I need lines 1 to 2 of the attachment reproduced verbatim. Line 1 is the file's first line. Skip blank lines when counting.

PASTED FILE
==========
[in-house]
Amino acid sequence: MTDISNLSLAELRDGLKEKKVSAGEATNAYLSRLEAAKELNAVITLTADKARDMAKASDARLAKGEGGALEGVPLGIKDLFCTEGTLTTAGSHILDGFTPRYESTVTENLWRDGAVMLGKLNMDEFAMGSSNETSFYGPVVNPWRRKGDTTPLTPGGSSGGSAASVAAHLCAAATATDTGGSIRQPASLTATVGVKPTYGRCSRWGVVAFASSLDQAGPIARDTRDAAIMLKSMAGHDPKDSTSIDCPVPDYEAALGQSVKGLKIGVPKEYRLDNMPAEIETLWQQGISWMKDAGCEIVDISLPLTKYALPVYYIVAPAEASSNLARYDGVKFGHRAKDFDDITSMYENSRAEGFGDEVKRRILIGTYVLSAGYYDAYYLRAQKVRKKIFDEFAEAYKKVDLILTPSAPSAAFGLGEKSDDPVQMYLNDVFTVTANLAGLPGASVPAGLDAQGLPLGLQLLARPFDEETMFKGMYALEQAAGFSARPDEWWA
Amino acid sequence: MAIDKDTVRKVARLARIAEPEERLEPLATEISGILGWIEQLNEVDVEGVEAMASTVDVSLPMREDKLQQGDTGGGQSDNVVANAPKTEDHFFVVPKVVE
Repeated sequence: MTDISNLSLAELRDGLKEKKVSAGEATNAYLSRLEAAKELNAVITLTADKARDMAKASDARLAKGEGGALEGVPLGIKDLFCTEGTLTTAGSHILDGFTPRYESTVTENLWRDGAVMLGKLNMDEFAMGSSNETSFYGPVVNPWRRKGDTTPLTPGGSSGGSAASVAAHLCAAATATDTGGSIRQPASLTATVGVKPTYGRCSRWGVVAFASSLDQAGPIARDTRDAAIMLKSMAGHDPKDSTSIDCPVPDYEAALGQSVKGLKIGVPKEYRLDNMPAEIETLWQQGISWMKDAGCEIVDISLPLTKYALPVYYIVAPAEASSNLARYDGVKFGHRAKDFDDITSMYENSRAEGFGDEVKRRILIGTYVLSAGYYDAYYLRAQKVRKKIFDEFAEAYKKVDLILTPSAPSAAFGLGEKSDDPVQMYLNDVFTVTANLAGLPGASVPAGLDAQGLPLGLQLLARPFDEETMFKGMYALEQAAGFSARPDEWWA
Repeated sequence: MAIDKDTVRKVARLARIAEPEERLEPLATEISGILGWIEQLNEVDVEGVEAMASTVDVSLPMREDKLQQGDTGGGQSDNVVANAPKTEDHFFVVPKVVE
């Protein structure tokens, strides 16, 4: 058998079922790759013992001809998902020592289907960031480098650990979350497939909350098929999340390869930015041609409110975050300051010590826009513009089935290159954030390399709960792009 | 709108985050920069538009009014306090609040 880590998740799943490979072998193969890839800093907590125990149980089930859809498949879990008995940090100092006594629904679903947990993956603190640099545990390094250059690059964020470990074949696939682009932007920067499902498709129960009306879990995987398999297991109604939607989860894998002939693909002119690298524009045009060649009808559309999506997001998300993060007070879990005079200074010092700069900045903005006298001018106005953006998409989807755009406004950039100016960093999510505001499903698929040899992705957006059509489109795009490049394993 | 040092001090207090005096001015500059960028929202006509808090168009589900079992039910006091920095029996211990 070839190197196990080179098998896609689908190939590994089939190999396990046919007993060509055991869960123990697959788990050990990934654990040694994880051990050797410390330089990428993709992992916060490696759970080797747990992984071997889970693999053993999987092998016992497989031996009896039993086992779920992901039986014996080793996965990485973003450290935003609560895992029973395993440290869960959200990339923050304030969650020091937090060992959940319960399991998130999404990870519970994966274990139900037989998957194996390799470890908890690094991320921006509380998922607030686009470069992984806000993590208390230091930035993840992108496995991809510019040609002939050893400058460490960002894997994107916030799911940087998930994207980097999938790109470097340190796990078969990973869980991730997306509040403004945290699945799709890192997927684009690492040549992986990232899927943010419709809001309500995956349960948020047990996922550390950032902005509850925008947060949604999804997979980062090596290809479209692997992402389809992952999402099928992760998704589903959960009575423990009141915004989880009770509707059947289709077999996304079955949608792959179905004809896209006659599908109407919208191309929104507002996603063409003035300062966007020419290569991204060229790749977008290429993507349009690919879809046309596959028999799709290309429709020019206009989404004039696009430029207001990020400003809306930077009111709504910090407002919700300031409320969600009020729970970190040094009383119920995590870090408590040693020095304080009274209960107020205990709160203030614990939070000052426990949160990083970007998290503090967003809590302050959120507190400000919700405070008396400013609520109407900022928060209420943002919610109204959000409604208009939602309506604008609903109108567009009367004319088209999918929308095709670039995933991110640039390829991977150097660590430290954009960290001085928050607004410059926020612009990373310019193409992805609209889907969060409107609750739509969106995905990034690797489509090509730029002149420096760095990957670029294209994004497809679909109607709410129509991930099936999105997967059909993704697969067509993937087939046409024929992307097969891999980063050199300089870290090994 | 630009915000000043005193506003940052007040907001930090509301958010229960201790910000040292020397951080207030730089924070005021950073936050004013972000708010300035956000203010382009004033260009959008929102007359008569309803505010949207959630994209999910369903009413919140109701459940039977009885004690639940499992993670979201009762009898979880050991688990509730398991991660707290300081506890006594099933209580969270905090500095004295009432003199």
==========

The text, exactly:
[in-house]
Amino acid sequence: MTDISNLSLAELRDGLKEKKVSAGEATNAYLSRLEAAKELNAVITLTADKARDMAKASDARLAKGEGGALEGVPLGIKDLFCTEGTLTTAGSHILDGFTPRYESTVTENLWRDGAVMLGKLNMDEFAMGSSNETSFYGPVVNPWRRKGDTTPLTPGGSSGGSAASVAAHLCAAATATDTGGSIRQPASLTATVGVKPTYGRCSRWGVVAFASSLDQAGPIARDTRDAAIMLKSMAGHDPKDSTSIDCPVPDYEAALGQSVKGLKIGVPKEYRLDNMPAEIETLWQQGISWMKDAGCEIVDISLPLTKYALPVYYIVAPAEASSNLARYDGVKFGHRAKDFDDITSMYENSRAEGFGDEVKRRILIGTYVLSAGYYDAYYLRAQKVRKKIFDEFAEAYKKVDLILTPSAPSAAFGLGEKSDDPVQMYLNDVFTVTANLAGLPGASVPAGLDAQGLPLGLQLLARPFDEETMFKGMYALEQAAGFSARPDEWWA